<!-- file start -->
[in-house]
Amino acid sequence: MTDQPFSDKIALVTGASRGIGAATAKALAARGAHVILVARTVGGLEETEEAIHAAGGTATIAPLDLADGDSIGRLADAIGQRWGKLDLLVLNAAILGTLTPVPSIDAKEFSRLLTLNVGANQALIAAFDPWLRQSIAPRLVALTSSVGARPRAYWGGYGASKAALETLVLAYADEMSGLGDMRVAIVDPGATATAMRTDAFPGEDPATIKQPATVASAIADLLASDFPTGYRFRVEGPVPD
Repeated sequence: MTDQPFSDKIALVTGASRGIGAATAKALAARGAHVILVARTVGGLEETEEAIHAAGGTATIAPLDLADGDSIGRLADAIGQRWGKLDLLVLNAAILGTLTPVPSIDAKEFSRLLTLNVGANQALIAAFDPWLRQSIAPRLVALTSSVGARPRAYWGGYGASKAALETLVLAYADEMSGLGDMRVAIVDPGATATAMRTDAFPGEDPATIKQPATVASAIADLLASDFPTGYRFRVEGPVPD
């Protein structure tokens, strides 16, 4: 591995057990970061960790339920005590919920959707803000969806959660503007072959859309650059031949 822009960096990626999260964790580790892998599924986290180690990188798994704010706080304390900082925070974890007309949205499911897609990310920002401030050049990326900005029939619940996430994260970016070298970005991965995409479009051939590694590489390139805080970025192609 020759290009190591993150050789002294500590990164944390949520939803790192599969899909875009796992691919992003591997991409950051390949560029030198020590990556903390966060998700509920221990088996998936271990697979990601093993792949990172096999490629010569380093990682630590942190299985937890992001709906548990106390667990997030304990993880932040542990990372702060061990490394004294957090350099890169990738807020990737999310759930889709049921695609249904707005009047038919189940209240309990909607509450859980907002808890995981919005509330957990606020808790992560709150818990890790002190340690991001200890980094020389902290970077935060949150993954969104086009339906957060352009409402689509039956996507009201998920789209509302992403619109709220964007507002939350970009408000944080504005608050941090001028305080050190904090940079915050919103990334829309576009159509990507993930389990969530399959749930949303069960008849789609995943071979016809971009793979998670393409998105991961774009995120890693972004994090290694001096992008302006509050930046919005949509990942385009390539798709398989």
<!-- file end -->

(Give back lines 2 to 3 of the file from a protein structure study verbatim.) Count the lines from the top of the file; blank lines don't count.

Amino acid sequence: MTDQPFSDKIALVTGASRGIGAATAKALAARGAHVILVARTVGGLEETEEAIHAAGGTATIAPLDLADGDSIGRLADAIGQRWGKLDLLVLNAAILGTLTPVPSIDAKEFSRLLTLNVGANQALIAAFDPWLRQSIAPRLVALTSSVGARPRAYWGGYGASKAALETLVLAYADEMSGLGDMRVAIVDPGATATAMRTDAFPGEDPATIKQPATVASAIADLLASDFPTGYRFRVEGPVPD
Repeated sequence: MTDQPFSDKIALVTGASRGIGAATAKALAARGAHVILVARTVGGLEETEEAIHAAGGTATIAPLDLADGDSIGRLADAIGQRWGKLDLLVLNAAILGTLTPVPSIDAKEFSRLLTLNVGANQALIAAFDPWLRQSIAPRLVALTSSVGARPRAYWGGYGASKAALETLVLAYADEMSGLGDMRVAIVDPGATATAMRTDAFPGEDPATIKQPATVASAIADLLASDFPTGYRFRVEGPVPD